India in a Globalising
World: Some Aspects of Macro economy,
Agriculture and Poverty
THE papers in this volume are a tribute to Prof C. H. Hanumantha Rao one of India’s most distinguished economists. The papers in this volume relate to few important themes on India in the context of globalising world. The themes include Macro Issues in Development, covering issues such as changing role of Reserve Bank of India, fiscal federalism performance of firms, macro modelling and governance. The other two themes are Macro Issues in Agricultural Development and Equity and Emerging Institutions in Agricultural Development.
All over the world, there have been changes in the role of Central Bank in the era of globalisation. Y. V. Reddy examines the evolutionary trends in the functioning of Reserve Bank of India. C. Rangarajan has examined concerns of fiscal federalism in the light of new developments mainly, the impact of globalisation on federal structures. They have to undergo a change in order to respond to the forces of globalisation and international competition.
Economic strategies have seldom reflected our political and social realities. In this context, Bimal Jalan deals with an interesting theme, Economics, Politics and Governance. There is a renewed interest on macro econometric models in the new policy regime. K. Krishnamurty provides us with a review of five generations of macro-econometric models for India and suggests how the models could be relevant to these times.
Agriculture is still the crucial sector in the Indian economy for both output and more importantly for employment. It is important to know the factors that influence agricultural growth in the short and long run for better policies. B. B. Bhattacharya and S. Kar make a macro analysis of short and long-run growth prospects of agricultural GDP.
The studies on impact of globalisation and liberalisation on industrial sector focus on inter-country samples or inter-industry samples in a given country. However, the impact of liberalisation differs even across firms in an industry. N. S. Siddharthan concentrates on finding from inter-firm studies rather than inter-country or inter-industry studies.
Indian agriculture has to face new challenges in the light of WTO negotiations. Y. K. Alag discusses global economic strategies for India after the Doha WTO meetings. He examines the impact of the global economy on the macro performance of the Indian economy in the 1990s, the fluctuations in it and evolution of trade responses.
Productivity and total factor productivity in agriculture continues to be an important research area in view of the important role of productivity in the growth process. K. L. Krishna says agriculture deals with three aspects of total factor productivity in agriculture: the performance of agriculture relative to non-agriculture and relative to manufacturing; the performance of agriculture in India relative to China and other countries in South Asia, and determinants of total factor productivity in agriculture.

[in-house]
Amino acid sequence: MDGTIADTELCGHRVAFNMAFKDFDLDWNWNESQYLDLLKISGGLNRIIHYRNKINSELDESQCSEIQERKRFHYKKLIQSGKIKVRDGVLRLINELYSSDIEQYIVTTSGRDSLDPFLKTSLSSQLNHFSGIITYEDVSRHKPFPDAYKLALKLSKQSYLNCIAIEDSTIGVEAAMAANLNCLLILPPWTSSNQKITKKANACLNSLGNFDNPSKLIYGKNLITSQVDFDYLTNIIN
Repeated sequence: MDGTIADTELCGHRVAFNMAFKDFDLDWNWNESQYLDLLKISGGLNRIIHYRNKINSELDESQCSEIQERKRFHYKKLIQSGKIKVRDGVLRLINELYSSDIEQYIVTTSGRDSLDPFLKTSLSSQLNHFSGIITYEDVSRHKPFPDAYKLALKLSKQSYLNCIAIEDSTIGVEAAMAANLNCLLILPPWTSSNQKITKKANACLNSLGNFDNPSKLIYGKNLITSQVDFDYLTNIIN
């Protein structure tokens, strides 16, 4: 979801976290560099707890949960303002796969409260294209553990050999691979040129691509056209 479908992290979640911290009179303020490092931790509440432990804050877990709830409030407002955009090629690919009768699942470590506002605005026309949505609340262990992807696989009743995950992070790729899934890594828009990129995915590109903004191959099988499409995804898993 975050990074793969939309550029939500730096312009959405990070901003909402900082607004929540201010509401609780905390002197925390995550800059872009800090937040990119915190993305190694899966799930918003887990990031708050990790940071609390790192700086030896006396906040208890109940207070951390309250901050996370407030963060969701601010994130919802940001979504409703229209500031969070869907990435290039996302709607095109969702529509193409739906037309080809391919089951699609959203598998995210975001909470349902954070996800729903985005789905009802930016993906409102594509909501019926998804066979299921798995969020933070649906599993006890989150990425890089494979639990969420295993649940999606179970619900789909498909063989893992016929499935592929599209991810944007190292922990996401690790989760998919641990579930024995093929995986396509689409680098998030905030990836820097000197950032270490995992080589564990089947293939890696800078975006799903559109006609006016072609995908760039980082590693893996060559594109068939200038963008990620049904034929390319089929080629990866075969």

Relationships and structures in communities such as tribes and villages are the basic determinants of production and resource use in aggregation economies. Youjiro Hayami attempts to build a conceptual framework for comparing the community characteristics across major regions in Asia.
Understanding factors responsible for regional variations in agriculture is important for framing better policies to achieve equity. G. S. Bhalla reviews the pattern of agricultural growth at the national and regional level and examines the main reasons for regional variations in levels and rates of agricultural growth.
Combination of three I’s—incentives, investments and institutions—is important for higher agricultural growth and to reduce hunger and property. Ashok Gulati looks at the broad changes in trade and exchange-rate policies during the reform period and how they have impacted upon the incentives, investments and growth in agriculture.
The worst sufferers of the agrarian crises in the 1990’s are the small and marginal farmers and tenants. Y. V. Krishna Rao attempts to analyse the root causes of the present agrarian distress and also the importance of small-farmer economy in the agriculture sector and offers some policy prescriptions.
Natural disasters can be extremely disruptive, especially for farmers whose incomes depend on a successful crop and natural disaster risks. However, the costs associated with traditional agricultural risk programmes have historically exceeded the gains from improved risk sharing. Peter Hazel and Jerry Skees explore government intervention in agricultural risk markets and discuss new approaches to risk sharing with limited government involvement.
The volume will be very useful for the economists, agriculturists, farmers and researchers for carrying out further reforms, especially agrarian.